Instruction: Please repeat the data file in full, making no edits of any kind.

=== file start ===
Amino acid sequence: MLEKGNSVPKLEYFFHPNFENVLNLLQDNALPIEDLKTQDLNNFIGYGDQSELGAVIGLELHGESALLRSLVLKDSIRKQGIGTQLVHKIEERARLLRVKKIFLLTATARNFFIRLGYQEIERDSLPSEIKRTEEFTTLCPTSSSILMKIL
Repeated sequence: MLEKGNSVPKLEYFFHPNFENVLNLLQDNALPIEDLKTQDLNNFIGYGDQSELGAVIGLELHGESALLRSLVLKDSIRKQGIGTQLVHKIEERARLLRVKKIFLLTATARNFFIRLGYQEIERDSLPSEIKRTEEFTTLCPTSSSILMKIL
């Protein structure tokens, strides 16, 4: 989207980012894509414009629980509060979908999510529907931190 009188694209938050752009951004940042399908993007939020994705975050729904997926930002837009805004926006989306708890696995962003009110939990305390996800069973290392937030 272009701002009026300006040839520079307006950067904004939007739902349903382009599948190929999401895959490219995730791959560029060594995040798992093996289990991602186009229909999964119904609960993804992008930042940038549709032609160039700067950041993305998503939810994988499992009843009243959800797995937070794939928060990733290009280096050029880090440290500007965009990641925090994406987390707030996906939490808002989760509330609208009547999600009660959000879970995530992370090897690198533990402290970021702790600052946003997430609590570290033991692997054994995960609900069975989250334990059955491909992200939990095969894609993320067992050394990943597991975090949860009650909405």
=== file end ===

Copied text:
Amino acid sequence: MLEKGNSVPKLEYFFHPNFENVLNLLQDNALPIEDLKTQDLNNFIGYGDQSELGAVIGLELHGESALLRSLVLKDSIRKQGIGTQLVHKIEERARLLRVKKIFLLTATARNFFIRLGYQEIERDSLPSEIKRTEEFTTLCPTSSSILMKIL
Repeated sequence: MLEKGNSVPKLEYFFHPNFENVLNLLQDNALPIEDLKTQDLNNFIGYGDQSELGAVIGLELHGESALLRSLVLKDSIRKQGIGTQLVHKIEERARLLRVKKIFLLTATARNFFIRLGYQEIERDSLPSEIKRTEEFTTLCPTSSSILMKIL
């Protein structure tokens, strides 16, 4: 989207980012894509414009629980509060979908999510529907931190 009188694209938050752009951004940042399908993007939020994705975050729904997926930002837009805004926006989306708890696995962003009110939990305390996800069973290392937030 272009701002009026300006040839520079307006950067904004939007739902349903382009599948190929999401895959490219995730791959560029060594995040798992093996289990991602186009229909999964119904609960993804992008930042940038549709032609160039700067950041993305998503939810994988499992009843009243959800797995937070794939928060990733290009280096050029880090440290500007965009990641925090994406987390707030996906939490808002989760509330609208009547999600009660959000879970995530992370090897690198533990402290970021702790600052946003997430609590570290033991692997054994995960609900069975989250334990059955491909992200939990095969894609993320067992050394990943597991975090949860009650909405």